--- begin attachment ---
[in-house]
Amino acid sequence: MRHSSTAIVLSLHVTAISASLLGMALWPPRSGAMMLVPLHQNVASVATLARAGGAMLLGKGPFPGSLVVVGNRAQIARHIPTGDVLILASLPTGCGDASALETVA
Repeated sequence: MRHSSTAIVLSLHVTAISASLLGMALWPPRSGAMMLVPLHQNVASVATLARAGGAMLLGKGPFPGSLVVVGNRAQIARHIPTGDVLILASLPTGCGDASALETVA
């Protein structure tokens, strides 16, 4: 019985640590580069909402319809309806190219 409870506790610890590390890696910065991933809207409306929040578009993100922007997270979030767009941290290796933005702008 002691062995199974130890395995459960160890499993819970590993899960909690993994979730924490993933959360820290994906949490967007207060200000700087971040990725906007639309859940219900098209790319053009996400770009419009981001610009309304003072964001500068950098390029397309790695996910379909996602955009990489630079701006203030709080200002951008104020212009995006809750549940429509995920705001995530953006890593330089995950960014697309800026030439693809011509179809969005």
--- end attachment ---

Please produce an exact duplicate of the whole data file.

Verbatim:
[in-house]
Amino acid sequence: MRHSSTAIVLSLHVTAISASLLGMALWPPRSGAMMLVPLHQNVASVATLARAGGAMLLGKGPFPGSLVVVGNRAQIARHIPTGDVLILASLPTGCGDASALETVA
Repeated sequence: MRHSSTAIVLSLHVTAISASLLGMALWPPRSGAMMLVPLHQNVASVATLARAGGAMLLGKGPFPGSLVVVGNRAQIARHIPTGDVLILASLPTGCGDASALETVA
């Protein structure tokens, strides 16, 4: 019985640590580069909402319809309806190219 409870506790610890590390890696910065991933809207409306929040578009993100922007997270979030767009941290290796933005702008 002691062995199974130890395995459960160890499993819970590993899960909690993994979730924490993933959360820290994906949490967007207060200000700087971040990725906007639309859940219900098209790319053009996400770009419009981001610009309304003072964001500068950098390029397309790695996910379909996602955009990489630079701006203030709080200002951008104020212009995006809750549940429509995920705001995530953006890593330089995950960014697309800026030439693809011509179809969005």